• Jeollabuk-do,  Templestay

    Templestay – Geumsansa Temple (Gimje, Jeollabuk-do)

    Introduction to Temple Geumsansa Temple is located in Gimje, Jeollabuk-do, and it was first built in either 599 A.D. or 600 A.D. When it was first built, it was rather unassuming; however, in 762 A.D., and under the guidance of the monk Jinpyo (8th century), Geumsansa Temple was rebuilt and expanded over a six year period. Geumsansa Temple underwent numerous changes during the Goryeo Dynasty (918-1392). Then during the Joseon Dynasty and the Imjin War (1592-1598), Geumsansa Temple was destroyed by the invading Japanese after the temple was used as a training ground for the Righteous Army. The restoration of Geumsansa Temple began in 1601, and it was completed over…

  • Busan

    Geumsansa Temple – 금산사 (Gijang-gun, Busan)

    Temple History Geumsansa Temple is located in Gijang-gun, Busan, and it belongs to the Jogye-jong Order. The temple was first established in October, 1990 by the monk Geumsan; and hence, where the temple gets its name. In January, 2004, the temple added a large Reclining Buddha image inside the main hall. Also, and it’s unclear of the connection between the two, but the Sanshin-do (Mountain Spirit Mural) of Geumsansa Temple is Busan Cultural Heritage Property #85 as of 2015. The painting of Sanshin dates back to 1856. And it’s a wonderful example of a mid-19th century shaman painting. It’s unclear of the paintings present location. Temple Layout You first approach…

  • Artwork

    Universal Salvation Pavilion – Boje-ru: 보제루

    Boje-ru Pavilion Design The fifth and final entry gate at a Korean Buddhist temple is actually a pavilion/entry gate. This pavilion/entry gate is sometimes referred to as the Boje-ru Pavilion, which means “Universal Salvation Pavilion,” in English. The pavilion is a two-story structure that is positioned between the Beopdang (main hall) and the Bulimun Gate (The Gate of Non-Duality). Specifically, Boje means “universal salvation,” which is a reference to the casting of a net across Samgye (Realm of Desire), and the desire in Mahayana Buddhism to rescue all sentient beings. “Ru,” on the other hand, simply means “pavilion” in Chinese characters (Hanja). Typically, the first story of the structure acts…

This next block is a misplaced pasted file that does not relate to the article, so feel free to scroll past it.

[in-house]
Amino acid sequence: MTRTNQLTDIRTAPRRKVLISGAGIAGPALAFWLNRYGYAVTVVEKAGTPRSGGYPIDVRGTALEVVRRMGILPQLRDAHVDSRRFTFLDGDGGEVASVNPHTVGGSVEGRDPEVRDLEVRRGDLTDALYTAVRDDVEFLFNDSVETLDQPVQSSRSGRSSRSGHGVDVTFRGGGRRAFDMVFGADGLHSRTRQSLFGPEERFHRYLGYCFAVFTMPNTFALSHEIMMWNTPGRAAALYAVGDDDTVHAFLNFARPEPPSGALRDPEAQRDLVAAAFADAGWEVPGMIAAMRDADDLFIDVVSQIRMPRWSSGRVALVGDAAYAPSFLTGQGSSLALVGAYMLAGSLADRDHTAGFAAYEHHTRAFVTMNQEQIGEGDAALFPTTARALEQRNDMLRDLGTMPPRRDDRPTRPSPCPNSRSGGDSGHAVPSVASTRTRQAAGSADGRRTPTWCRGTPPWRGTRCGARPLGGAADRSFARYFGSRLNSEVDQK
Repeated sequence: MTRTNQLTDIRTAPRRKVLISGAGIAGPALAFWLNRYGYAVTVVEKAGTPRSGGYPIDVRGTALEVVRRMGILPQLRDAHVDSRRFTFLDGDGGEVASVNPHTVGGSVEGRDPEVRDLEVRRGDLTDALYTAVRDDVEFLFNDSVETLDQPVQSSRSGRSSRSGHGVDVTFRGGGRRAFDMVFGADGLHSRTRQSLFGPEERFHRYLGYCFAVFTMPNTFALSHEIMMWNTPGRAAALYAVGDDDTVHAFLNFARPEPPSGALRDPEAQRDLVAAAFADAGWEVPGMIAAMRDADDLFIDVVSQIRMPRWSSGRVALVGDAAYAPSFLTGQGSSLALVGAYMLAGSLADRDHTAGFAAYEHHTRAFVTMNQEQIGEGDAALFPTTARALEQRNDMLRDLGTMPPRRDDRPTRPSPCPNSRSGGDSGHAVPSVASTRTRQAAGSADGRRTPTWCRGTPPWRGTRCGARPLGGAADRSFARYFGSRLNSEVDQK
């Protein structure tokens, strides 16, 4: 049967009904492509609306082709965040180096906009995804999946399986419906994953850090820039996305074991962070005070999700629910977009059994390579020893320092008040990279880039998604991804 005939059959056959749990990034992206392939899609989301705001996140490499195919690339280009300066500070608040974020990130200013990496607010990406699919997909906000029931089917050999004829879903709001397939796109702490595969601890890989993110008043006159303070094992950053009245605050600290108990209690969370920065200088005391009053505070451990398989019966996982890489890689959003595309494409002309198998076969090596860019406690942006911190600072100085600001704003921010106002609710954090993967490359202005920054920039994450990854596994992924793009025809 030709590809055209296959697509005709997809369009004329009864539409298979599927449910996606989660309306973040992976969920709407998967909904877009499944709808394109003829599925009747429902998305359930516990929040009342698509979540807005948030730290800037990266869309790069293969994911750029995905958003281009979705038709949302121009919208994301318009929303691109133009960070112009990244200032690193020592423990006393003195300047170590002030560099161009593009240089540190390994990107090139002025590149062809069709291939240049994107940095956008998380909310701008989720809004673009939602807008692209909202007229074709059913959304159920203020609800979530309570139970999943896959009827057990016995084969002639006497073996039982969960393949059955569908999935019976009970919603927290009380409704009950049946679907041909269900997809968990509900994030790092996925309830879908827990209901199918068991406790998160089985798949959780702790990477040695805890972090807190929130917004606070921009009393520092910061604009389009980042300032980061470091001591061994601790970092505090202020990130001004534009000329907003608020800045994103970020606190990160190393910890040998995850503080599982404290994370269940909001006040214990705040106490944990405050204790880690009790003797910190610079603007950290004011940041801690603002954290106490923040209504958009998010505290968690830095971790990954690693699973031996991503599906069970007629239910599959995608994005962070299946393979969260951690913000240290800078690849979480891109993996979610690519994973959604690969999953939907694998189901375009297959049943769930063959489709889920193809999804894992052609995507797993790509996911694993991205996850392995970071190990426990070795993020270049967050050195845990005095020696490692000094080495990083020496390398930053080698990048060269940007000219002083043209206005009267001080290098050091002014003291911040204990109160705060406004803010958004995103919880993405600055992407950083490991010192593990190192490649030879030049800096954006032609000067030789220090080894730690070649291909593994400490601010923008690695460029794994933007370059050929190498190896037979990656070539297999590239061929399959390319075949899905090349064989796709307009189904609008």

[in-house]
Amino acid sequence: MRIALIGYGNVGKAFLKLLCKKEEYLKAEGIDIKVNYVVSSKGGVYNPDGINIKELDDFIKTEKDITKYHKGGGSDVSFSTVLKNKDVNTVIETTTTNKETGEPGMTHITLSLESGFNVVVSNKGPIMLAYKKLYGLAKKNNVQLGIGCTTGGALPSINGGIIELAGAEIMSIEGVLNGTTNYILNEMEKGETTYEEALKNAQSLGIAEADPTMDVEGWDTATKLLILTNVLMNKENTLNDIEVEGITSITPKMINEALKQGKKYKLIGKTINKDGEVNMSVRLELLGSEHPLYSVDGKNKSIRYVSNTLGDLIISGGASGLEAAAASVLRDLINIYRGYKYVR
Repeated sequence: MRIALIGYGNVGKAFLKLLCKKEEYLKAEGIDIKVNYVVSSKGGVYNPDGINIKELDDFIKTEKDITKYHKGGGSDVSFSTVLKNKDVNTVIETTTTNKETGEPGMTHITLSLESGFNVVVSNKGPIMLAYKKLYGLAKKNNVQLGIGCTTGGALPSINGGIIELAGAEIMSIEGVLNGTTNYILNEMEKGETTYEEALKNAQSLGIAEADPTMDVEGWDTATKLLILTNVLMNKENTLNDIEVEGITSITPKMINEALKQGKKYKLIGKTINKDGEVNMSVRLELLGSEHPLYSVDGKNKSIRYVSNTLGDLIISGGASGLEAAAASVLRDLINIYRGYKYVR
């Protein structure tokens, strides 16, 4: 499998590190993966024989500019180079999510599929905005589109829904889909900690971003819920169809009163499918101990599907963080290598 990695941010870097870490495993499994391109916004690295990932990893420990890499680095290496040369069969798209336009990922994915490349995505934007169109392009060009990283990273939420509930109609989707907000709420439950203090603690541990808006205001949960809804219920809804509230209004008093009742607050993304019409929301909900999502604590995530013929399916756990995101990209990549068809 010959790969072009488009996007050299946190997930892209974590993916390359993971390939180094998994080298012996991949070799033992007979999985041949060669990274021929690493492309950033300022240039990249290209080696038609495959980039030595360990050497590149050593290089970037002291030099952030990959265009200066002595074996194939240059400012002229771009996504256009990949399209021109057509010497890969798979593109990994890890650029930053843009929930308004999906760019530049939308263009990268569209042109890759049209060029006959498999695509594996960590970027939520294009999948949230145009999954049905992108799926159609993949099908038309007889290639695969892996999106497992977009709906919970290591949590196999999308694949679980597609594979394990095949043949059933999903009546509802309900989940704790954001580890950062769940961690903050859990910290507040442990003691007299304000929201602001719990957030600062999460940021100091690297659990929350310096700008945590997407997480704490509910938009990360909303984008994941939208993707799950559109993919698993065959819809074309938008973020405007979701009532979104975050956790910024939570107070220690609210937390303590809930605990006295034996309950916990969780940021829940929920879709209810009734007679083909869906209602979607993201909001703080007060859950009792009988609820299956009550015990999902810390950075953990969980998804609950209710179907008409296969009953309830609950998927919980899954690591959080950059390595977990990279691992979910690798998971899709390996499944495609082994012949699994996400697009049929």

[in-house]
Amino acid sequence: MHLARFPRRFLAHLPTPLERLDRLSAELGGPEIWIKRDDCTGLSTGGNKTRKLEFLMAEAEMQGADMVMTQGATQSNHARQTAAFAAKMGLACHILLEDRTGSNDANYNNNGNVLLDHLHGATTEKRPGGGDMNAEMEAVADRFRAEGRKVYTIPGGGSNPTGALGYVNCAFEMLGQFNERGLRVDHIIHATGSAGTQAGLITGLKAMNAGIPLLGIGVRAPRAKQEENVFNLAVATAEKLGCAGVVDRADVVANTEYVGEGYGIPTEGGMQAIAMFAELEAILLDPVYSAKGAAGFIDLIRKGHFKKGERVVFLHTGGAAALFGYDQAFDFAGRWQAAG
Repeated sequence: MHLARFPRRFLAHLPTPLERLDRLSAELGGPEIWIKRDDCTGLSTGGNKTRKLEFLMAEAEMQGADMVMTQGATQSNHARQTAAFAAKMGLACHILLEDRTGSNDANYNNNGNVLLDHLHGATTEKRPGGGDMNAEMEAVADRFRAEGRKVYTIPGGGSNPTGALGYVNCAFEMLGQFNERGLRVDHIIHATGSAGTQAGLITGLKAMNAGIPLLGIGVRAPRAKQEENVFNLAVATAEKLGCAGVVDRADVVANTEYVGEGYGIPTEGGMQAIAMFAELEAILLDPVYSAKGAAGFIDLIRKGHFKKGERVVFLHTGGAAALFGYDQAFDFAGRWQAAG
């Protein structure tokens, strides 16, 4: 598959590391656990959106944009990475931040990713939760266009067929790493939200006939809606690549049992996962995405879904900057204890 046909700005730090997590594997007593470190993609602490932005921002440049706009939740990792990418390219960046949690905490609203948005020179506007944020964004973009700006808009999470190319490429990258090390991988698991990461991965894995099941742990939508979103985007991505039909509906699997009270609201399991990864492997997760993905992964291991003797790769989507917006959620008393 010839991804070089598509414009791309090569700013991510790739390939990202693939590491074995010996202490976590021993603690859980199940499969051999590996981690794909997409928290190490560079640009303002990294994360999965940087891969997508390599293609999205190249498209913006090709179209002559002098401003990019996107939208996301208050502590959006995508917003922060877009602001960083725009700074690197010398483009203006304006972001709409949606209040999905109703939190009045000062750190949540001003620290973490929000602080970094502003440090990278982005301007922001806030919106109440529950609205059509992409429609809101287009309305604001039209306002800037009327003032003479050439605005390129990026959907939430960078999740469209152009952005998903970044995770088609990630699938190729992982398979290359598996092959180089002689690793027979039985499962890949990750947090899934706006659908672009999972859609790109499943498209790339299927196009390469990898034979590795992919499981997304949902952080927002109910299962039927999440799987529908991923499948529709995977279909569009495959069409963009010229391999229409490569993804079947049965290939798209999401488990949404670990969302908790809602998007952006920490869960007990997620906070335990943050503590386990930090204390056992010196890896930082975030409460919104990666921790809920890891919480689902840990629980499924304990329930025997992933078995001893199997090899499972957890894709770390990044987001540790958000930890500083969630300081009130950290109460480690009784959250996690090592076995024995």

• Jeollabuk-do

    Geumsansa Temple – 금산사 (Gimje, Jeollabuk-do)

    Temple History Geumsansa Temple, which means “Golden Mountain Temple,” in English is located in a flat river valley on the western slopes of Moaksan Provincial Park in Gimje, Jeollabuk-do. Geumsansa Temple was first established in either 599 or 600 A.D., depending on the source, during the reign of King Beop of Baekje (r. 599-600 A.D.). When it was first built, it was rather unassuming and nothing like it is today. It wasn’t until 762 A.D., under the guidance of the monk Jinpyo (8th century), that Geumsansa Temple was rebuilt. Geumsansa Temple was rebuilt over a six year period. Numerous buildings at the temple were rebuilt at this time including the…